Over the past month the Dambwa release site research team noticed that Rusha was putting on a bit of weight in a manner that suggested she may be pregnant – a condition often very difficult to confirm in lions until the final stages. On Thursday 20th June Rusha was absent from the pride, her radio-collar signal suggesting she was in a thicket in the centre of the site. The following day she was still in the same area.
During the past few days Rusha’s signal has continued to emanate from the same location suggesting denning behaviour. She has now been observed a few brief times since her departure from the pride; when she visits a waterhole or re-joins the rest of the pride for a bit of social time, and a peek through binoculars of her nipples indicate that they are swollen with brown rings around them.
All of this leads us to believe that Rusha has given birth to Zulu’s cubs, the first litter to be born in the Dambwa release site since the pride’s release. In the coming weeks we shall give the potential new mother plenty of space to do what she needs to do in her thicket, so don’t expect pictures of cubs for some weeks yet. Long term supporters of our work will know that the survival rate of cubs from a lioness’s first litter are low, but we wish Rusha all the best as she comes to terms with motherhood.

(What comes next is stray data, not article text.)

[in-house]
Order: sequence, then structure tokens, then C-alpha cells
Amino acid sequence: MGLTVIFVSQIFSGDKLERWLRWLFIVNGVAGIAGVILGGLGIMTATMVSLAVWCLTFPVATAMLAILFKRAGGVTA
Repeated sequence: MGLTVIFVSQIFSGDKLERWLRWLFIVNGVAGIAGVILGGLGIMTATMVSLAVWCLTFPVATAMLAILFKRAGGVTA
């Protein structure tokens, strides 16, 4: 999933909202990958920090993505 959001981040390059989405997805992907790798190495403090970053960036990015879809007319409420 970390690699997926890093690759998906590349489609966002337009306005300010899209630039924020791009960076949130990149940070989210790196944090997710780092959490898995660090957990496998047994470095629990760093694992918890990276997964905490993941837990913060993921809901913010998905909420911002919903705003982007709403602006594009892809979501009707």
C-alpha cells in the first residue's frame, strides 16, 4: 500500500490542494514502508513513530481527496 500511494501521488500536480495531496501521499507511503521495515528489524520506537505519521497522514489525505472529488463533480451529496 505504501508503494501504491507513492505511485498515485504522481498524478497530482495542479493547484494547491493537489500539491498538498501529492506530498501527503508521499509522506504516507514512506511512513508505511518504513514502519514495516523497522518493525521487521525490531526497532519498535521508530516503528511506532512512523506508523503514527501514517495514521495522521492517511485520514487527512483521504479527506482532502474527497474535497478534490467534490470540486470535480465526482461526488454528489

Meanwhile dad has other interests with his sights firmly set on both Kela and Kwandi and has been taking advantage of mating opportunities that they have been presenting to him.
Zulu covering Kwandi
All of this pride activity has led the youngest member, Temi, to spend a fair bit of time on her own at the far side of the site. Judging by her stomach she has been catching a few puku or impala for herself, or in fact, maybe she is also pregnant.